William Reid Corson
- Born 1821/2 [Dumfries] Scotland - (1881 census)
- Died 6 December 1913, Santa Monica, California USA
William Reid Corson was born in Dumfries on 11 August 1821, the second son of James Corson, of Cassylands and Stakeford, Provost in Dumfries 1831-33 and his wife Janet Reid from Kirkennan. He was educated at Dumfries Academy and was articled to Walter Newall of Dumfries, and on completion of his articles worked for a time in London. By the mid-1840s he had moved to Leeds where he became partner to Edward La Trobe Bateman a few years later: both had spent a period working for Owen Jones on Little Woodhouse in 1847. In 1849 they were joined by Corson's younger brother George as their assistant, but shortly thereafter Bateman left Leeds leaving William Corson in charge of the office as sole partner. In 1855 William Corson took over John Edgar Gregan's architectural practice in Manchester, following Gregan's sudden death in April of that year. Also a native of Dumfries, Gregan had also received his training as an earlier pupil in Newall’s office. Thereafter Corson divided his time between Leeds and Manchester retaining Gregan's old address at 20 Cooper Street. In 1860 William Corson settled permanently in Manchester where his brother James had successfully established himself in cotton. It is not absolutely clear at which point his brother George became a partner in the Leeds practice, but he had an increasing design role after 1855 and from 1860 was in sole charge of the Leeds office. After a few years the practices were amicable separated in 1867/1868 when William formed a partnership with Robert Walker Aitken from Peddie & Kinnear's office. The new partnership then moved to St James Chambers, Manchester.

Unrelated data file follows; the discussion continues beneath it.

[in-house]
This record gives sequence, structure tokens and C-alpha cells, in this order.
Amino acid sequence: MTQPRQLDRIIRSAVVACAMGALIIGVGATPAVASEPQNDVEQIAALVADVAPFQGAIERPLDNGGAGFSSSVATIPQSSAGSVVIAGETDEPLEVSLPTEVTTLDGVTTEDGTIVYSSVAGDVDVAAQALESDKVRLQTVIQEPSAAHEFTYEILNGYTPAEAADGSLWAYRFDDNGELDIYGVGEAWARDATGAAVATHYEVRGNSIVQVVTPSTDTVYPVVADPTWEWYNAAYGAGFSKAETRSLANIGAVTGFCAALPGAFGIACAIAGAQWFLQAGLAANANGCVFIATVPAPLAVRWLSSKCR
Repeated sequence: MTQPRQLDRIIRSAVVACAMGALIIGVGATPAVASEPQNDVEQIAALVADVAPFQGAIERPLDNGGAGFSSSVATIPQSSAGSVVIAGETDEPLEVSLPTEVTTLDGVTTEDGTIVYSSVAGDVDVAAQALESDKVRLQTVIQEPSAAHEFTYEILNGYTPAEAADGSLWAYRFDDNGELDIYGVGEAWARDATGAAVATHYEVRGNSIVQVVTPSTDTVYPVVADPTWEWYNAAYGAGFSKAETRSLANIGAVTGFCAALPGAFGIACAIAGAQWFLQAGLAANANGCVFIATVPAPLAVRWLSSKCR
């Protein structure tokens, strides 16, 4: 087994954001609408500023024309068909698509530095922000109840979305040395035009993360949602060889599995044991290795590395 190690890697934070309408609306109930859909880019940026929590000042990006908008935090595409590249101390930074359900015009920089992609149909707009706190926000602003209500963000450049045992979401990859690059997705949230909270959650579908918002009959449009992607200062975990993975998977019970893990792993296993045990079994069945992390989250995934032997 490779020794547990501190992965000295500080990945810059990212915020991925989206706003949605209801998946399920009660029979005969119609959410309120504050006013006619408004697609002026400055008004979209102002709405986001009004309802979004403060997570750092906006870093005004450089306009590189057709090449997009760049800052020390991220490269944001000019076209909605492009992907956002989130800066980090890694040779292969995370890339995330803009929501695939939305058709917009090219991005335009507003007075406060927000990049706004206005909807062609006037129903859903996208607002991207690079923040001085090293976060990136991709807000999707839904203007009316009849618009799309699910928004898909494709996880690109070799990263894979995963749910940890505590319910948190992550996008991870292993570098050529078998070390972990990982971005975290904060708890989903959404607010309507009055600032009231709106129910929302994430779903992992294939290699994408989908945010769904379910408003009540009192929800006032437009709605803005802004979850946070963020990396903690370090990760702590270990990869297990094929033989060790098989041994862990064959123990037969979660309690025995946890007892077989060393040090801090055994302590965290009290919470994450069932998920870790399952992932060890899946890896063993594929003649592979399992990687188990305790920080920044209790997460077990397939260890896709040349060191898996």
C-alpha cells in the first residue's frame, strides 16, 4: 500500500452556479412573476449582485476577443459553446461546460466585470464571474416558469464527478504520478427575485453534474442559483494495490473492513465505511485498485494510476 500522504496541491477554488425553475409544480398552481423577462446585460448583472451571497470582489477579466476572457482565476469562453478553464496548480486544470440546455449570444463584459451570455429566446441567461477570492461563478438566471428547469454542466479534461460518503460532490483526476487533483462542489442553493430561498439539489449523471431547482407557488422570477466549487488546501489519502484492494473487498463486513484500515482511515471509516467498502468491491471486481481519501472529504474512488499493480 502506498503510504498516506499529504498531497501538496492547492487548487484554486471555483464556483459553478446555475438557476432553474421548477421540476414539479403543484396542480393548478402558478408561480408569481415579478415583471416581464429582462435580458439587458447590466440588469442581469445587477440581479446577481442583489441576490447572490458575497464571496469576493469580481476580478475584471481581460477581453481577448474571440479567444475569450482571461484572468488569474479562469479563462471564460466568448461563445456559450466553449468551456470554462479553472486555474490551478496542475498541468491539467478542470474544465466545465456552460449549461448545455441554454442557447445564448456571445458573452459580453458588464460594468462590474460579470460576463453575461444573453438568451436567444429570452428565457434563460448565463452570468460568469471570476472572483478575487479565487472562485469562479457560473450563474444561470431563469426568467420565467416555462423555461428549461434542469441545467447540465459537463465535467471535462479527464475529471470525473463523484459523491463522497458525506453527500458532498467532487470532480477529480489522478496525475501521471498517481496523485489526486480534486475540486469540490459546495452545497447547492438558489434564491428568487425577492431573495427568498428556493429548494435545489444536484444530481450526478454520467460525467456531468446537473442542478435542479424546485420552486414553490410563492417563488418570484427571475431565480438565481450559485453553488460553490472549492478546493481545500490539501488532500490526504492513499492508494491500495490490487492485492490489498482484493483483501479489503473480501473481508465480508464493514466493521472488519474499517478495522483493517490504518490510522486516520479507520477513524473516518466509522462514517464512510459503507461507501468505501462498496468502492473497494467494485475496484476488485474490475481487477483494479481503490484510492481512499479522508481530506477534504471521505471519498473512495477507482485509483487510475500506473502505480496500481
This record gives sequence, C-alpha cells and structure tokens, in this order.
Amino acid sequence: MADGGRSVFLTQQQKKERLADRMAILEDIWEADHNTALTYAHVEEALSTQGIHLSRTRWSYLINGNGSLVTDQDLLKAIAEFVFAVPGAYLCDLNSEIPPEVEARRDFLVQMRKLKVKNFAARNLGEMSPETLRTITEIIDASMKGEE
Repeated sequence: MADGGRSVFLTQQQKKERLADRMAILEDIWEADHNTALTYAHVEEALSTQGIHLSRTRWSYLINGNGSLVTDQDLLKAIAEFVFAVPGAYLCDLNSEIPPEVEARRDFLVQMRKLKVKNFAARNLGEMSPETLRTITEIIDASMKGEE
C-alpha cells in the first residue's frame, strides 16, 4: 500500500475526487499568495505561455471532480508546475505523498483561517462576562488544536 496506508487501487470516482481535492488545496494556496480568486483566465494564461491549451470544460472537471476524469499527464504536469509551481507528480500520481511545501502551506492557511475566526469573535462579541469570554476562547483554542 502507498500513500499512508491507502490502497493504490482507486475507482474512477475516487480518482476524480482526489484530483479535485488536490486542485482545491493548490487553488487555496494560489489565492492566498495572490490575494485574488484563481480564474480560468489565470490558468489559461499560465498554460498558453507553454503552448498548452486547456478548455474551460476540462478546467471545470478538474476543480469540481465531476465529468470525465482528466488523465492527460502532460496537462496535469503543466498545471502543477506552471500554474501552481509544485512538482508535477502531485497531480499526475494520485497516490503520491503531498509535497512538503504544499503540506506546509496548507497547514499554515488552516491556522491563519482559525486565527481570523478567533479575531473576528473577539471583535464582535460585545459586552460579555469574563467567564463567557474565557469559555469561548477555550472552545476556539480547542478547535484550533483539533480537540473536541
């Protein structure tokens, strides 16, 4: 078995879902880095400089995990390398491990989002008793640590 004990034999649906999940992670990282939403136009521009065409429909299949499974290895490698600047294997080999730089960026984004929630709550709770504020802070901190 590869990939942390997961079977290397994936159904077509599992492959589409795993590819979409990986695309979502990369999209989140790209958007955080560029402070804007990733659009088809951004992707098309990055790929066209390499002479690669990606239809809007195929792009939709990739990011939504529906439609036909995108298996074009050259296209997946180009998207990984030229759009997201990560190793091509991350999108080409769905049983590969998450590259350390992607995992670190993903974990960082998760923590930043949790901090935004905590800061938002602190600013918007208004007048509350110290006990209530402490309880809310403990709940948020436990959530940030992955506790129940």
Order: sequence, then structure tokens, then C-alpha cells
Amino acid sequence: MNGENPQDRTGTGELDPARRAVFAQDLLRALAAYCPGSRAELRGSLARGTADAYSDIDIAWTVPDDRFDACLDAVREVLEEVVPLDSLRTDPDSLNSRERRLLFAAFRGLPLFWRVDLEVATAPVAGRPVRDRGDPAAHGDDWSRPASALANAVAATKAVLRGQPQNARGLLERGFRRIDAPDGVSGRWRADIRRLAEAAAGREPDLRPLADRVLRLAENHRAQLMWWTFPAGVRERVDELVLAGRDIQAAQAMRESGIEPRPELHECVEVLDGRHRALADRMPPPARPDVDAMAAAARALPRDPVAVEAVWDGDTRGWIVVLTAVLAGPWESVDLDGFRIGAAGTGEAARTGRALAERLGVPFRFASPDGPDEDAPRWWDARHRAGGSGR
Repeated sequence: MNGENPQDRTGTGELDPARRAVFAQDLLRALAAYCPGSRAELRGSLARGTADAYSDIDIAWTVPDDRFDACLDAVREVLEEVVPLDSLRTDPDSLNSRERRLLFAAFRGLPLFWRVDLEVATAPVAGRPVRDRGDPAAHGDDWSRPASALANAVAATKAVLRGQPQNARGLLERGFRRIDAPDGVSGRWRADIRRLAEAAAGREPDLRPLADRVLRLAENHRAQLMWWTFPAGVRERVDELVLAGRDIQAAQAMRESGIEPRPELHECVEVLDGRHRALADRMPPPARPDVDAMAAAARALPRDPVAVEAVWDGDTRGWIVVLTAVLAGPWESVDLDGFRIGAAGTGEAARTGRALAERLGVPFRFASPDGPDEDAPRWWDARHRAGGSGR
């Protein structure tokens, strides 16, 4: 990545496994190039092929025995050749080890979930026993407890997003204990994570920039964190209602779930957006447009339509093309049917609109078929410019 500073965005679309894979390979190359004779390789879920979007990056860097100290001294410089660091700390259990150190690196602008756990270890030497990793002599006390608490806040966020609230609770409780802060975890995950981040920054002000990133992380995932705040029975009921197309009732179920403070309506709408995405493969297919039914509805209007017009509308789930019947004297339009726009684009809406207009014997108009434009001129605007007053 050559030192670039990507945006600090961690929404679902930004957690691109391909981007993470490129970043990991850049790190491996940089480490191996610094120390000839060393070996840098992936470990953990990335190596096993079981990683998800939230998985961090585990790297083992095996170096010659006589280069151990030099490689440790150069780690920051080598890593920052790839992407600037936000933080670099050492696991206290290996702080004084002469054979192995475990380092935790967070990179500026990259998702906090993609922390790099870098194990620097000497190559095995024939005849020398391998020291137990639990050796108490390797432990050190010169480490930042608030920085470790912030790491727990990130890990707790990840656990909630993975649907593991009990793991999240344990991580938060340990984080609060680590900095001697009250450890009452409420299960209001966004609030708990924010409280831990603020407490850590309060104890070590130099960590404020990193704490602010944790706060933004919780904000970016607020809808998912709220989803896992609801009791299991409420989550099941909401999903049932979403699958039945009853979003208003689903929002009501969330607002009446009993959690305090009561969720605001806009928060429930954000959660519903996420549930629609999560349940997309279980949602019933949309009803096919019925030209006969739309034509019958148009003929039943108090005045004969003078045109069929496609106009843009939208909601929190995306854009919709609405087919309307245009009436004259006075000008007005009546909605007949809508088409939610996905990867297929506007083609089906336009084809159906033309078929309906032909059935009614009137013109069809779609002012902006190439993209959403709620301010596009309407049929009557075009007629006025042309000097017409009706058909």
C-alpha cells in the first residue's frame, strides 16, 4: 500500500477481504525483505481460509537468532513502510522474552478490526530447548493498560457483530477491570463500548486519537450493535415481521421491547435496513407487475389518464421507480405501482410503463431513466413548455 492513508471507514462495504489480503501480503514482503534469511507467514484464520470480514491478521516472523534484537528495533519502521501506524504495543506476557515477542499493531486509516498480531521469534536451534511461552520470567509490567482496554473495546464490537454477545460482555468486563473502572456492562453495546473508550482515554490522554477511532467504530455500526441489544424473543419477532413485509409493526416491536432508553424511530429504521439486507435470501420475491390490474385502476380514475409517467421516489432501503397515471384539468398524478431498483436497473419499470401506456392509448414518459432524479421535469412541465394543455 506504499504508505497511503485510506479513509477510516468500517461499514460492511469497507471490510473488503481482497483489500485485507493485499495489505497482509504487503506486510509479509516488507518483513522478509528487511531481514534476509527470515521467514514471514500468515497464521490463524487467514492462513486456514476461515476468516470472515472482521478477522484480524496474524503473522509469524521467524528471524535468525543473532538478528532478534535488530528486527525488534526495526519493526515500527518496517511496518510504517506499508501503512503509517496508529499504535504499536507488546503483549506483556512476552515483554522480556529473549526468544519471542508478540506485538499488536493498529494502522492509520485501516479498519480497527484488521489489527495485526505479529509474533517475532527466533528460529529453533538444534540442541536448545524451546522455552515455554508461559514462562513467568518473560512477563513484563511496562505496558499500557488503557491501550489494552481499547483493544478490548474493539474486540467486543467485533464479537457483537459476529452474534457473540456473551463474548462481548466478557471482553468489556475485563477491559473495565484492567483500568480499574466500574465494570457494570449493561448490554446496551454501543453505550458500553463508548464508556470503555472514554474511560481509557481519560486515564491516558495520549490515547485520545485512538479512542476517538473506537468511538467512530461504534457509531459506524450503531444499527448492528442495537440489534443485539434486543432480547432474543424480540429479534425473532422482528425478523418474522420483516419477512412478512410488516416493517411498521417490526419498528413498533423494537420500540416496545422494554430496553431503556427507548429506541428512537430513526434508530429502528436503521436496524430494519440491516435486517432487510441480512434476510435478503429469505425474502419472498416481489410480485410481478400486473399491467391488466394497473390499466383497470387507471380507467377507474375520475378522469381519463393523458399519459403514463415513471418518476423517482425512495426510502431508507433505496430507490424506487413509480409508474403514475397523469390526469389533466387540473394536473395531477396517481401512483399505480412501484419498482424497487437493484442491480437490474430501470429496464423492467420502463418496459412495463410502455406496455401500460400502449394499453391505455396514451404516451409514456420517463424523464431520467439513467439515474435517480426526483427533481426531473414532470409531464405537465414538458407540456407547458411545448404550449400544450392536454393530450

William Corson became the second President of the Manchester Society of Architects 1867-69. Like his brother George he resisted Charles Barry Junior’s recruiting campaign and never sought membership of the RIBA. Corson was responsible for some curious but nevertheless successful experiments on bricks 'made by machines'. In 1896 his brother George read three papers written by him at the Leeds Architectural Association. They were on the acoustic properties of rooms, masons’ marks and the application of practical geometry to rooms, giving some indication of the range of his scientific interests.
The partnership with Robert Aitken was dissolved on 6 February 1880 after which he worked on his own account until 1885 when he sailed to New York on 28th of August, aboard the City of Richmond. Settling in California, his practice in the United States was mainly domestic.
William Reid Corson married Grace McMonies on 11 June 1862 at Tongland, Kirkcudbright. Census records of 1871 and 1881 identify their children as follows: William L Corson (born 1866); Anna Corson (Born 1864); George F Corson (18) Euphemia (12-07-1867-1950) who died at Vancouver; Clement Graham (1879)
William Reid Corson died in Santa Monica on 6 December 1913 and was buried at Rosedale Cemetery Culver City, Los Angeles on 8 December 1913.
Buildings and Designs
|Corson and Aitken||Architectural practice||1867||1879||Manchester|